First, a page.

HazardAce likes this.

  17. #67
    Eng522ine Guest


    PFPCHEIF..... I have heard from a cop friend of mine that blue lights are no longer courtesy lights in NJ. Drivers MUST yeild the right of way the same as they do for a red light. Although I cannot quote a statute number to you I am assured that it has recently been changed. I am told that if a vehicle fails to yeild to your blue light you can take down the vehicle's plate number and go to your local PD and get a "failure to yeild to an emergency vehicle" ticket mailed to the owner of the vehicle. I am still looking into this so don't start filling up your ticket book quite yet. I'll keep you posted. Be safe.

  18. #68
    Lewiston2Capt Guest


    My understanding of NYS V&T law regarding Emergency lights is:

    Chief officers: Red or Red/White with sirens.
    FF: A single Blue rotating or flashing light not to exceed 32 candlepower, mounted above the headlights. (I dont think that it states that the light has to be visible for 360 in the instances of dash lights)

    I dont think that I have observed any volunteer using a 32 candlepower light on their POV. Enforcement of the candlepower and how many lights is pretty lax unless the privledge of the light is being abused. My Dept. tends to say less is better.

  19. #69
    APG1 Guest


    32 CP? That's... 32% of a headlight, isn't it? Uhm... do they even MAKE lights that dim? Pancake lights are 100cp. *giggle*

  20. #70
    TCFire Guest


    Yes, NYS law on blue lights is a little silly. I don't think you can buy a 32 CP light anymore, aside from the fact that who would see it if you had one?

    From observation most people seem to run dash lights. If you have a bar, law says you can't have a break in it or have more than 2 rotators.

    Blue light in NYS is courtesy only, have to abide by regular V&T laws. Cops are usually ok with speed, within reason, although that is recently changing thanks to some idiot who was clocked on radar in excess of 90 mph going to an ambulance call. Fortunately was not one of ours.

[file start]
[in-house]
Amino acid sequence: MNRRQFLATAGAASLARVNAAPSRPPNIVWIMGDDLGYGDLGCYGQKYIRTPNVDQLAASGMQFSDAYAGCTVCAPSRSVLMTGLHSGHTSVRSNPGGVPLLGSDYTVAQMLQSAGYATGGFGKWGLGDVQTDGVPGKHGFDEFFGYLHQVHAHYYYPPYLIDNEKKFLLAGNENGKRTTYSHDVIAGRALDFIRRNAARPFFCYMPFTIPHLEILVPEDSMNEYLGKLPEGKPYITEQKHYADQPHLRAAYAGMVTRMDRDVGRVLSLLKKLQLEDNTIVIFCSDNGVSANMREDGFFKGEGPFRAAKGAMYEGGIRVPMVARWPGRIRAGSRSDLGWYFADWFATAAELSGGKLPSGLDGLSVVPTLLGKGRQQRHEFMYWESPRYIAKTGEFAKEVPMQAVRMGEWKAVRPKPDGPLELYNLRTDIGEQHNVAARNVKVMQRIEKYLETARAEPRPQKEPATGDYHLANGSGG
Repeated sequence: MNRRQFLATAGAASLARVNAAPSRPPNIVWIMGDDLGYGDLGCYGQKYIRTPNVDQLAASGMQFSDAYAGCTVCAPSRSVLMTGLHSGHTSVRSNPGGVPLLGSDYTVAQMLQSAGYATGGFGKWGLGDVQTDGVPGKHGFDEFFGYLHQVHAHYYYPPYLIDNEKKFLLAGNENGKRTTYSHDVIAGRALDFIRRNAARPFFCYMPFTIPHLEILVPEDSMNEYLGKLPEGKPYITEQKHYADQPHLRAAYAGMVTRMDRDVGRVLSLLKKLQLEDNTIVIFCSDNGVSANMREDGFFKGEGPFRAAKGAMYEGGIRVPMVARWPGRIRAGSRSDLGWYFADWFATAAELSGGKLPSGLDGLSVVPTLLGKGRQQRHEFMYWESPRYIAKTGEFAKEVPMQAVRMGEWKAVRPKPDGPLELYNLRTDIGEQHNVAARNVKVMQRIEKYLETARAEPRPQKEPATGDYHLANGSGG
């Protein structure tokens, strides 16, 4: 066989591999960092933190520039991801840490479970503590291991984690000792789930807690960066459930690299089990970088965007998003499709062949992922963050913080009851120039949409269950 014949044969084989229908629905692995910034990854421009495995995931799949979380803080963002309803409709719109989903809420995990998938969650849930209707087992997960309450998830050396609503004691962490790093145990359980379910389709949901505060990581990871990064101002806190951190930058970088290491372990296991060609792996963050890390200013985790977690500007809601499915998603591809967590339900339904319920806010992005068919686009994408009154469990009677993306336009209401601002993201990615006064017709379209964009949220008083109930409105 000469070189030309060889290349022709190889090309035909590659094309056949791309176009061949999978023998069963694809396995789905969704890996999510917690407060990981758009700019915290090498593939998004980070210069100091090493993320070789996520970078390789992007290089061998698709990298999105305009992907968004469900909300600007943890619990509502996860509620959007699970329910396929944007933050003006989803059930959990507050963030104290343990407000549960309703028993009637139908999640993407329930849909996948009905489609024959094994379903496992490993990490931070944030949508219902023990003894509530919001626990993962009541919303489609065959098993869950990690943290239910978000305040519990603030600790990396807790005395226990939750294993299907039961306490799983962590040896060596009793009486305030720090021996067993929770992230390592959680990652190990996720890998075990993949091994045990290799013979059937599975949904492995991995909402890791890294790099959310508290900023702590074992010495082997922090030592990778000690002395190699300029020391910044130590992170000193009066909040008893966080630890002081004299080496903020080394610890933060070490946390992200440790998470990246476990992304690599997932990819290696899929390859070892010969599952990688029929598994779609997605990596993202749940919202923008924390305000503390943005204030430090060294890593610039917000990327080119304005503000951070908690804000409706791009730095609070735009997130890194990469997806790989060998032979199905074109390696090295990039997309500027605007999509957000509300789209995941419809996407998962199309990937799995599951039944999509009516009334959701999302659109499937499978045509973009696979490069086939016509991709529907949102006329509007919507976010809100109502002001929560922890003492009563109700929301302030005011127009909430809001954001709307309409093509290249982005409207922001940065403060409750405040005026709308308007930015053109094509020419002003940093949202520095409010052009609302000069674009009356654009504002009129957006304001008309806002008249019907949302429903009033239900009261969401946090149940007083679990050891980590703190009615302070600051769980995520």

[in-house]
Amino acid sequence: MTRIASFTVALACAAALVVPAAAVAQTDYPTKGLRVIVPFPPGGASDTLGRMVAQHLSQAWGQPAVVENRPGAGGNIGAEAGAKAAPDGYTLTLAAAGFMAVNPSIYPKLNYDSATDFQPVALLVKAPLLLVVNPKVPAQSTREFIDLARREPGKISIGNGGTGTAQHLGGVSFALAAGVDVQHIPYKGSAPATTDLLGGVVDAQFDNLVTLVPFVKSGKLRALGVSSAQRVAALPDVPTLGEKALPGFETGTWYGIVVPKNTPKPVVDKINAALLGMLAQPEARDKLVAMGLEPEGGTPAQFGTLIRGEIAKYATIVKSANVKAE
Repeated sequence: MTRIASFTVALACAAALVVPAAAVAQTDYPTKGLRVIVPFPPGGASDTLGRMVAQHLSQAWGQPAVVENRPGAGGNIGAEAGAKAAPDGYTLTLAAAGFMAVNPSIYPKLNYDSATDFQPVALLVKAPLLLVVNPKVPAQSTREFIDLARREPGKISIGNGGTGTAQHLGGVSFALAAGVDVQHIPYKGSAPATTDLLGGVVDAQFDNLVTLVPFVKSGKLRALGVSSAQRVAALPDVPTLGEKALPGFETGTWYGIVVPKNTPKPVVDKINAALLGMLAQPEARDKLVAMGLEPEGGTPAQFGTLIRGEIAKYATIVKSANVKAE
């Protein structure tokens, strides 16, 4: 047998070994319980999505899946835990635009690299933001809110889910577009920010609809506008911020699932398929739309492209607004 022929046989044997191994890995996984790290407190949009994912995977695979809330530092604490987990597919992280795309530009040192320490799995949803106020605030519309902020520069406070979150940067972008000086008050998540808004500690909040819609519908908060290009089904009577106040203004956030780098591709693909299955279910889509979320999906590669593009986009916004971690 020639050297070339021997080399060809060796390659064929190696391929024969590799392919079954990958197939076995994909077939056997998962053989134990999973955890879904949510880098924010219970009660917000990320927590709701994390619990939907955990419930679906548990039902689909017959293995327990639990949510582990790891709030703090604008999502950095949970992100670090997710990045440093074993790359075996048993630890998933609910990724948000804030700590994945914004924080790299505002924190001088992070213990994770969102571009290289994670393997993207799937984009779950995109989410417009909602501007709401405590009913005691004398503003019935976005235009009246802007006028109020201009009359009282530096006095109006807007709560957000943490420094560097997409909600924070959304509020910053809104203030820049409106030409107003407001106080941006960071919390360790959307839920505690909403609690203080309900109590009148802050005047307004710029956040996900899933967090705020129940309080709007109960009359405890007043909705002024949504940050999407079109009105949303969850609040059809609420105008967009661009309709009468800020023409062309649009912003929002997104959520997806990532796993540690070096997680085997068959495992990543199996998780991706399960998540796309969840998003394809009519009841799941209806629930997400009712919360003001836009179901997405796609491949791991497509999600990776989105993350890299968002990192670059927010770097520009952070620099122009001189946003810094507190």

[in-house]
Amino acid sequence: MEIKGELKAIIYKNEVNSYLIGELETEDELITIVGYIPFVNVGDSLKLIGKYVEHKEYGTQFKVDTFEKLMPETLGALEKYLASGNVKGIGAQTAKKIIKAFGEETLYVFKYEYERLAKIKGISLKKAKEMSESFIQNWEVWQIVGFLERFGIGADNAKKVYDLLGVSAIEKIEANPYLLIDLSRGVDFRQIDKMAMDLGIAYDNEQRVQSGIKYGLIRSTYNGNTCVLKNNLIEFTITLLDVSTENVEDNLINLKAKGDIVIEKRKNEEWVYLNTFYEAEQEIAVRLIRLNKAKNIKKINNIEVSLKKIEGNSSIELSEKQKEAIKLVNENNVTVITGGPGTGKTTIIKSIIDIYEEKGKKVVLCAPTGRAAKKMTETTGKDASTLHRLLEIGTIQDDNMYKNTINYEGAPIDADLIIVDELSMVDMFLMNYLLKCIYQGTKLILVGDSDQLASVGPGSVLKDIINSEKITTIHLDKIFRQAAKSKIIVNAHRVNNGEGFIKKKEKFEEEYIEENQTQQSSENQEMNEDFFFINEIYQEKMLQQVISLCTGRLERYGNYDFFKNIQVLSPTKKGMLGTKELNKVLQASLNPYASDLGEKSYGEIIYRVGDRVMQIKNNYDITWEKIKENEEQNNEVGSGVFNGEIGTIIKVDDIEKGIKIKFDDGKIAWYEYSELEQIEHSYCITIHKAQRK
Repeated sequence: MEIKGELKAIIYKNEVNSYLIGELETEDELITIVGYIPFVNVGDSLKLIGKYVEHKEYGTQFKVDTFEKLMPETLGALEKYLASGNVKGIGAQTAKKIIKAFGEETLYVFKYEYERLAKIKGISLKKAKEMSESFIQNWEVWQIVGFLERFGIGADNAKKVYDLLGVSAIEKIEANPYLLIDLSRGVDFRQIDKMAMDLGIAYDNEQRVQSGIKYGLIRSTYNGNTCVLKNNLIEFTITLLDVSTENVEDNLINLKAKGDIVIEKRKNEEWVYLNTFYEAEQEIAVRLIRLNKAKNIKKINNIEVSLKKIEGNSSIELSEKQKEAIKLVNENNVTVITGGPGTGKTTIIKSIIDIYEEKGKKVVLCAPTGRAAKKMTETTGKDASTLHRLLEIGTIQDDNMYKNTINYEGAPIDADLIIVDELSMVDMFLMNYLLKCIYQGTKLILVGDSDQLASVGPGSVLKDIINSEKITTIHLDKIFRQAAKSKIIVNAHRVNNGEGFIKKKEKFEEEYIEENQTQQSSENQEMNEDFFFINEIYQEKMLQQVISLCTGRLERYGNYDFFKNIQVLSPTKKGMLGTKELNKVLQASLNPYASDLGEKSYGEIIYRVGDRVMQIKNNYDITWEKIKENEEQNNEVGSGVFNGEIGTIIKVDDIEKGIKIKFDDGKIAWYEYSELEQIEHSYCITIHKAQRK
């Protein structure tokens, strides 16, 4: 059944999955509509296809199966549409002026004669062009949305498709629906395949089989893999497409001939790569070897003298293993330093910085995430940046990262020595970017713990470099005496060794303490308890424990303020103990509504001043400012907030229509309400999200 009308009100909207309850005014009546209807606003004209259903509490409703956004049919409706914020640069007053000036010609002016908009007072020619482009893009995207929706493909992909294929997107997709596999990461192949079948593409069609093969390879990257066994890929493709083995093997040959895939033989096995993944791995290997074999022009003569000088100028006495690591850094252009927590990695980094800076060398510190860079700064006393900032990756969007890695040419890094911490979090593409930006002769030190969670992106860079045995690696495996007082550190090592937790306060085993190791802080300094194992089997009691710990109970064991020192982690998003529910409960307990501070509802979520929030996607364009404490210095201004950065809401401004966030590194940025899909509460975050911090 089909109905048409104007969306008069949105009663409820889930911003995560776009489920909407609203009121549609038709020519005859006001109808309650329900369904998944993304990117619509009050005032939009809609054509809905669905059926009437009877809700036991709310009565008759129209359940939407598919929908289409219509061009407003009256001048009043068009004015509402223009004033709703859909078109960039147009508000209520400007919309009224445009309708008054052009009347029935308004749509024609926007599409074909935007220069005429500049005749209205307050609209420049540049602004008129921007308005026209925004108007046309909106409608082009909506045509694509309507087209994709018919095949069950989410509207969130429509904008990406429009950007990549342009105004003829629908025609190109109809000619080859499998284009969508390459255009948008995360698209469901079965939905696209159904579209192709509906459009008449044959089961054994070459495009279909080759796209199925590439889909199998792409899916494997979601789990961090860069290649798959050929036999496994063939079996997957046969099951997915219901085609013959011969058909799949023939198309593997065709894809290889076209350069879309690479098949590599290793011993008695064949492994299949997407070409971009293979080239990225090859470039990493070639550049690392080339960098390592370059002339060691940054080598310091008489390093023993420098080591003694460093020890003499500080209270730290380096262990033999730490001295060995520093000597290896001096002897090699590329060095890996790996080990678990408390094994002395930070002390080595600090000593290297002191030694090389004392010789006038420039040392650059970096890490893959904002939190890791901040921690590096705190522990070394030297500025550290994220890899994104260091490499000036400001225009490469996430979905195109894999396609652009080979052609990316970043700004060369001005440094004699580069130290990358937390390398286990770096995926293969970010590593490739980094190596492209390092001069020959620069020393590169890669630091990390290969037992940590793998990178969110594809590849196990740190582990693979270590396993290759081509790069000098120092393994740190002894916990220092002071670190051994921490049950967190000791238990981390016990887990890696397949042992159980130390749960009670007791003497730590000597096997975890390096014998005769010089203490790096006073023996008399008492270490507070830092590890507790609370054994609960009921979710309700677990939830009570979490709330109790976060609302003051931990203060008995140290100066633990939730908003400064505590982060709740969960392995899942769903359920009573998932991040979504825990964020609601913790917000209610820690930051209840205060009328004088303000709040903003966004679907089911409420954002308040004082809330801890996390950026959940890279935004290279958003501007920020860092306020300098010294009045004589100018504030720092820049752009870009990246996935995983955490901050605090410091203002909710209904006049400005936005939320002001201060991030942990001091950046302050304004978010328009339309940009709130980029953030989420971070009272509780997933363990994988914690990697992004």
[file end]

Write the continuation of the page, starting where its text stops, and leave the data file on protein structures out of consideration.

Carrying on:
Bottom line, many people don't give you the right of way regardless of what you run. With siren and red light, the air is blue on my way to a call more often than not from people pulling out in front of you, going through the intersection to beat you, or calmly driving along as you sit behind them waiting for them to yield.

    Just gotta remember that you're useless if you don't get there safely or if you cause a second call to come clean up the accident you caused by being impatient or doing something stupid.

  21. #71
    firehat87 Guest


    In Texas you can run any combo of colored lights you want as long as you have both of the following:

    a. A red light visible 360 degrees for 500 feet on a clear day at the highest point of your vehicle

    b. a siren audible for 500 feet on a clear day

    I am currently in college in Oklahoma where vollies can only use amber without a siren. Basically, nothing at all.

    Be safe.

  22. #72
    Junior Member

    Join Date
    Jan 2003
    Cochran, GA, USA


    If I'm not mistaken, in Georgia, you can use either clear or purple lights with impunity. They're unregulated and my chief forbids lights (claiming some sort of red light complex) on his volunteer's vehicles, however a couple of enterprising ones got around him by putting purple lights on their trucks. When he saw them, he went red in the face and starting grumbling under his breath, but he didn't say anything to them.

  23. #73
    Forum Member
    FiftyOnePride's Avatar
    Join Date
    May 2004
    Upstate NY


    Wow, this one was really dug up from the FH Forum graves.
    51 Pride - R.I.P. Sandy
    Alarm 200644004, I won't ever forget.

    Remember you only have 1*.


  24. #74
    Forum Member
    nmfire's Avatar
    Join Date
    Nov 2002
    Maryland (DC Suburb)


    Oh christ, here we go.
    Even the burger-flippers at McDonald's probably have some McWackers.

  25. #75

    Join Date
    Apr 2004


    In MS only police can have blue lights. FF`s can only have hideaway lights, no lightbars and must be red or white. Amber lights are used to tow trucks and etc... Here if you recieve a call and you are in your district, you allowed to speed, only 15 mph over the posted limit. And you are not in your district, say the next city, you must call that cities PD and request permission to run 10-18 (quickly, and with lights and sirens.)